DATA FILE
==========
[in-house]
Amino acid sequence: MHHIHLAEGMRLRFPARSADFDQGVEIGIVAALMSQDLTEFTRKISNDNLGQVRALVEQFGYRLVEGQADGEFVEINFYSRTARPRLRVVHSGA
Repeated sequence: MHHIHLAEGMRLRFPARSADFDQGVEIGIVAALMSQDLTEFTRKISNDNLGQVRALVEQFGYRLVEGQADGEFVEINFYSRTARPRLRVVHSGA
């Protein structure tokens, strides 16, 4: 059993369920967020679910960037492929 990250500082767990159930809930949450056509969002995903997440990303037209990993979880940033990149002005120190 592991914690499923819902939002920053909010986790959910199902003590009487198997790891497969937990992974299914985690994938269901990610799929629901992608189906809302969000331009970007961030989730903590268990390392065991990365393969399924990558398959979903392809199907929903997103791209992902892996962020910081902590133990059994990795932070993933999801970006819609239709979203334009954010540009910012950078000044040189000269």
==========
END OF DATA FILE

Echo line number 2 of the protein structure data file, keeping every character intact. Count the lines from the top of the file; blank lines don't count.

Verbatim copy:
Amino acid sequence: MHHIHLAEGMRLRFPARSADFDQGVEIGIVAALMSQDLTEFTRKISNDNLGQVRALVEQFGYRLVEGQADGEFVEINFYSRTARPRLRVVHSGA